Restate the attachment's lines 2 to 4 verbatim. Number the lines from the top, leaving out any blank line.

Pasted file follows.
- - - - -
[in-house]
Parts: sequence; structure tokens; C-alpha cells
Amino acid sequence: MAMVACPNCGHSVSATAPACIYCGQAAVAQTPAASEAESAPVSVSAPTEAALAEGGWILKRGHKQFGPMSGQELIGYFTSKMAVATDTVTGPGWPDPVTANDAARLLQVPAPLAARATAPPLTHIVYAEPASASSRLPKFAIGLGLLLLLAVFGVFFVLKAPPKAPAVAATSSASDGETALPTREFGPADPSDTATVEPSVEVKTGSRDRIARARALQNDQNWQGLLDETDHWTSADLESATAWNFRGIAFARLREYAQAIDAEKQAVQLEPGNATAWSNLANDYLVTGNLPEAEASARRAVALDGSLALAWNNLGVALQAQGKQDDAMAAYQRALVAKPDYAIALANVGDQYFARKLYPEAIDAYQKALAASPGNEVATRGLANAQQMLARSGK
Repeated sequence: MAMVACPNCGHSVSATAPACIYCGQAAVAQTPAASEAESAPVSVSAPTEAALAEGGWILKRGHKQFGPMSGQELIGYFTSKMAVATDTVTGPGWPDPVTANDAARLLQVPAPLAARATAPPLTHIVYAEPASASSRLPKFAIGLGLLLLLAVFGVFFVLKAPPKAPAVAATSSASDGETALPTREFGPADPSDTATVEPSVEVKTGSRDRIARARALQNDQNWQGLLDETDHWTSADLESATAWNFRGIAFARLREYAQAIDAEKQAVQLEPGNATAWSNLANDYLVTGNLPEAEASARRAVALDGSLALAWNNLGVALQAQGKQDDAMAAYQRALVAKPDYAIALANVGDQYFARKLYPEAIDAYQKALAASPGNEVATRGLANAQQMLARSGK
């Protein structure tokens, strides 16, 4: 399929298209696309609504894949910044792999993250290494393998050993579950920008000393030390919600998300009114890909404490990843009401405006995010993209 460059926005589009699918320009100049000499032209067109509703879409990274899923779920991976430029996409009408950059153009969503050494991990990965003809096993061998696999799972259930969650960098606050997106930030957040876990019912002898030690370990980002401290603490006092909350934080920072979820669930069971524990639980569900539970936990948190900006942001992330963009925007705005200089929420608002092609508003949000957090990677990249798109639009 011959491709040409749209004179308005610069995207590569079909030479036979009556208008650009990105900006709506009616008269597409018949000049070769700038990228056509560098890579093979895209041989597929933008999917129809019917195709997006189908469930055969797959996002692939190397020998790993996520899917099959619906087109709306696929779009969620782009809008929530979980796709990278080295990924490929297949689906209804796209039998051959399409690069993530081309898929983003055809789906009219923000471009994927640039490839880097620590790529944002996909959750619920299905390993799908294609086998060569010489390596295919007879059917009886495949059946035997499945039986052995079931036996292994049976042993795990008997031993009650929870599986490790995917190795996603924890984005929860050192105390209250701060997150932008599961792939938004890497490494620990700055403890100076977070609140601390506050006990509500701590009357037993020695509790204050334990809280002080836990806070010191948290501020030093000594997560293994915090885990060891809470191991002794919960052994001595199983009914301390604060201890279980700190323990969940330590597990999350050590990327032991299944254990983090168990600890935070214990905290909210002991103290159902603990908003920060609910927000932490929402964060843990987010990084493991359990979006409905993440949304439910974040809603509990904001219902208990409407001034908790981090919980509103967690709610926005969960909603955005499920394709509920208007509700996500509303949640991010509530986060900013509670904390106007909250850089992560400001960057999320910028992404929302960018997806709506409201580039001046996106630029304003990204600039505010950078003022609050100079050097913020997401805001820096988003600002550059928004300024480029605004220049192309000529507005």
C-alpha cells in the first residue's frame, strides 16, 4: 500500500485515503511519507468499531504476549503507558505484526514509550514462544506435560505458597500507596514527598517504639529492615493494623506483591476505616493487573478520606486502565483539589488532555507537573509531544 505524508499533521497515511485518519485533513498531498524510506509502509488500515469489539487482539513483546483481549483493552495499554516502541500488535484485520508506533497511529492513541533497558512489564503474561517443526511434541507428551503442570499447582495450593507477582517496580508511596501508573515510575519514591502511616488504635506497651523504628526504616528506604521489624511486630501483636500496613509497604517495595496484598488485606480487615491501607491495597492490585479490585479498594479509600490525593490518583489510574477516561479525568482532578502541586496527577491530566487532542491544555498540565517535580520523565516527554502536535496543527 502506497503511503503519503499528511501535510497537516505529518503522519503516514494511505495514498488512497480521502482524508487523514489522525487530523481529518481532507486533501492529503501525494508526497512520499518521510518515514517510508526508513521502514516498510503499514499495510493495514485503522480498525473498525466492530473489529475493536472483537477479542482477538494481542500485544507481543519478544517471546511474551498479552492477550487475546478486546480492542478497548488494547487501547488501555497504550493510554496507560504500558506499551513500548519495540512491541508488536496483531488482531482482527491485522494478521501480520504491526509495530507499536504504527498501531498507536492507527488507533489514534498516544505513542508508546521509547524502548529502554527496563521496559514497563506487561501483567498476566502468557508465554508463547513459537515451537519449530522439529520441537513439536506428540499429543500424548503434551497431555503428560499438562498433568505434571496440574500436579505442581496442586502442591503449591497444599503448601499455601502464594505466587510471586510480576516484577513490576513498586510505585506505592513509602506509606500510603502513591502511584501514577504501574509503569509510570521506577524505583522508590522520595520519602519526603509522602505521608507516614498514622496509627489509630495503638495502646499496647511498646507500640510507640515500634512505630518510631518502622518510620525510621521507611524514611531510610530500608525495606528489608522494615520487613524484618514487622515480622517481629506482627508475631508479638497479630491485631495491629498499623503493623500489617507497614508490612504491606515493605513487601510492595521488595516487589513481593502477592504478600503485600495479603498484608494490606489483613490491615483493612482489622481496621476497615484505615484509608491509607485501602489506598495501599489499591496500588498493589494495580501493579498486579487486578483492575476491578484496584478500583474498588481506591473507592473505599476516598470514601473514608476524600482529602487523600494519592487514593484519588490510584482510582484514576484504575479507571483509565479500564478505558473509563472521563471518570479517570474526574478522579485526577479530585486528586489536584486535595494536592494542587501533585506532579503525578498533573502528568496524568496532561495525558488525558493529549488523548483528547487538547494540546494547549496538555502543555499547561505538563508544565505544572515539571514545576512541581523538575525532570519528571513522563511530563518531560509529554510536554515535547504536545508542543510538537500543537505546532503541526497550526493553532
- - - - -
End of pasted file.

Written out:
Parts: sequence; structure tokens; C-alpha cells
Amino acid sequence: MAMVACPNCGHSVSATAPACIYCGQAAVAQTPAASEAESAPVSVSAPTEAALAEGGWILKRGHKQFGPMSGQELIGYFTSKMAVATDTVTGPGWPDPVTANDAARLLQVPAPLAARATAPPLTHIVYAEPASASSRLPKFAIGLGLLLLLAVFGVFFVLKAPPKAPAVAATSSASDGETALPTREFGPADPSDTATVEPSVEVKTGSRDRIARARALQNDQNWQGLLDETDHWTSADLESATAWNFRGIAFARLREYAQAIDAEKQAVQLEPGNATAWSNLANDYLVTGNLPEAEASARRAVALDGSLALAWNNLGVALQAQGKQDDAMAAYQRALVAKPDYAIALANVGDQYFARKLYPEAIDAYQKALAASPGNEVATRGLANAQQMLARSGK
Repeated sequence: MAMVACPNCGHSVSATAPACIYCGQAAVAQTPAASEAESAPVSVSAPTEAALAEGGWILKRGHKQFGPMSGQELIGYFTSKMAVATDTVTGPGWPDPVTANDAARLLQVPAPLAARATAPPLTHIVYAEPASASSRLPKFAIGLGLLLLLAVFGVFFVLKAPPKAPAVAATSSASDGETALPTREFGPADPSDTATVEPSVEVKTGSRDRIARARALQNDQNWQGLLDETDHWTSADLESATAWNFRGIAFARLREYAQAIDAEKQAVQLEPGNATAWSNLANDYLVTGNLPEAEASARRAVALDGSLALAWNNLGVALQAQGKQDDAMAAYQRALVAKPDYAIALANVGDQYFARKLYPEAIDAYQKALAASPGNEVATRGLANAQQMLARSGK